§65 [446-447]

itself. In other words, Plato shows thereby that the answer δύο εἶναι τὰ πάντα does not at all touch the question of Being. I said the traditional interpretation, of Zeller, Bonitz,1 etc., misses the actual matter at issue. It is not at all necessary to analyze the rest of the substantive question here. For the proper theme of this investigation is made abundantly clear at 244a. Ἐπειδὴ τοίνυν ἡμεῖς ἠπορήκαμεν, ὑμεῖς αὐτά ἡμῖν ἐμφανίζετε ἰκανῶς, τί ποτε βούλεσθε σημαίνειν ὀπόταν ὃν φθέγγησθε (a4ff.). "Because we do not know any way out as regards what you are saying here, you yourself must clarify for us what you properly mean when you utter this word ὃν." That is the genuinely central concern of this passage and of the whole dialogue.

Today we witness an ostensible return to metaphysics and ontology. But the question Plato raises here and poses by means of the whole dialogue has, in all haste, been forgotten. This forgetting of the main question is easy for us today. For we can appeal, either explicitly or silently, to two things:

1.) The concept of Being is obvious; everyone uses it constantly and understands what he means by it.

2.) The concept of Being is the highest; therefore it cannot at all be defined.

As to the first, we must remark that apart from the question of whether the supposed universal obviousness of the meaning of Being may or may not be identified with the clarity of a philosophical concept, in any case it is precisely this obviousness, and nothing else, that is the theme of the fundamental science.

As to the second, we must remark that it has not been decided whether the conceptual elaboration of the fundamental concepts may be posed under the rules that determine a definition, which itself presents only one form of determination, the one originating in a certain propositional and assertorial "logic. " The "logic" of the determination of beings may not be invoked as the criterion for the explication of Being. Therefore the usual talk about the indefinability of Being means nothing. It merely manifests the common misunderstanding of what is at issue.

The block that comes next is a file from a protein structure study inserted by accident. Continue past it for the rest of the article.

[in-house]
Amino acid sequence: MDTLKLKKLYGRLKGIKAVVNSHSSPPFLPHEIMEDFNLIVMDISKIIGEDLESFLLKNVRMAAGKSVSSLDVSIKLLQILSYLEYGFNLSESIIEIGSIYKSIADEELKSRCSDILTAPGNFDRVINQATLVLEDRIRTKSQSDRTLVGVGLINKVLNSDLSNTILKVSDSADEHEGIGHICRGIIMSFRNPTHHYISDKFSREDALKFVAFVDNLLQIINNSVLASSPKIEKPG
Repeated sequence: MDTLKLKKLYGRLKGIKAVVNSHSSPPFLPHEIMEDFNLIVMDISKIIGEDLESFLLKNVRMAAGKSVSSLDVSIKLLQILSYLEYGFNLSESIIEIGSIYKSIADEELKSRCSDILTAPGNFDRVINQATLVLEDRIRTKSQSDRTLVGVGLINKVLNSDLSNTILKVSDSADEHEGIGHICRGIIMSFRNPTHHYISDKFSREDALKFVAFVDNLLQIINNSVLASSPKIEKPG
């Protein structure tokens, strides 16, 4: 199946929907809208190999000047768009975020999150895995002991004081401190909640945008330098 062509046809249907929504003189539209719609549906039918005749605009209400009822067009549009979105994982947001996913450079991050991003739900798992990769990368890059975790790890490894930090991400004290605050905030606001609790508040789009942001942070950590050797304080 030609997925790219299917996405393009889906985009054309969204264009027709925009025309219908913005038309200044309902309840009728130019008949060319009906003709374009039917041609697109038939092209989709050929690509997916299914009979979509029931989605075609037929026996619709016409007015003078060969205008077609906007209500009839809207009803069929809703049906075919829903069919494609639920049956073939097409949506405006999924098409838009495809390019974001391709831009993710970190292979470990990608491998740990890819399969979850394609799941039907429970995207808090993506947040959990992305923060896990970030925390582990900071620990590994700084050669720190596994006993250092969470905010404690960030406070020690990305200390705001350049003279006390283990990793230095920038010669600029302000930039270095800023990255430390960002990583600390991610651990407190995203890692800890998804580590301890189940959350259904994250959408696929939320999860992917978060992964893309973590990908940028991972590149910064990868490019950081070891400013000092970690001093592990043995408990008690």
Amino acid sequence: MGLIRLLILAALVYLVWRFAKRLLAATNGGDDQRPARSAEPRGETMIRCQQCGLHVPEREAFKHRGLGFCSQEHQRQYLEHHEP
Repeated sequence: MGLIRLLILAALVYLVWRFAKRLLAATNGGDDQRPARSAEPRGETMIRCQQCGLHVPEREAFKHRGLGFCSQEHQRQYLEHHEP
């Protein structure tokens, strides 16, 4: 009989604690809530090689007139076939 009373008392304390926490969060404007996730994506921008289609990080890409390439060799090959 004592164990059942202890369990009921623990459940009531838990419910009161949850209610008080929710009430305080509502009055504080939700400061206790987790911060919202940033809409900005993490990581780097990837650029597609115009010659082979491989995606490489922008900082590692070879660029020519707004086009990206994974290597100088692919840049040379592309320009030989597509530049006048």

With regard to the primary task of any possible ontology, it must be said positively that it resides precisely in the preparation, in the preparation of a ground to ask about the meaning of Being in general. The question of the meaning of Being—what Being means in general, in the sense of the proposition from Plato cited above—is not somehow the final question of ontology, and this question cannot be answered by a summation of ontological results. On the contrary, the question of the meaning of Being stands at the beginning, because it must provide guidance as to the possible meaning in any concrete

1. Eduard Zeller, Die Philosophie der Griechen . Zweiter Teil, Erste Abteilung, 5. Aufl., Leipzig, 1922, pp. 648-49.

Herman Bonitz, Platonische Studien, 3. Aufl., Berlin, 1886, pp. 161-164.

Martin Heidegger (GA 19) Plato's Sophist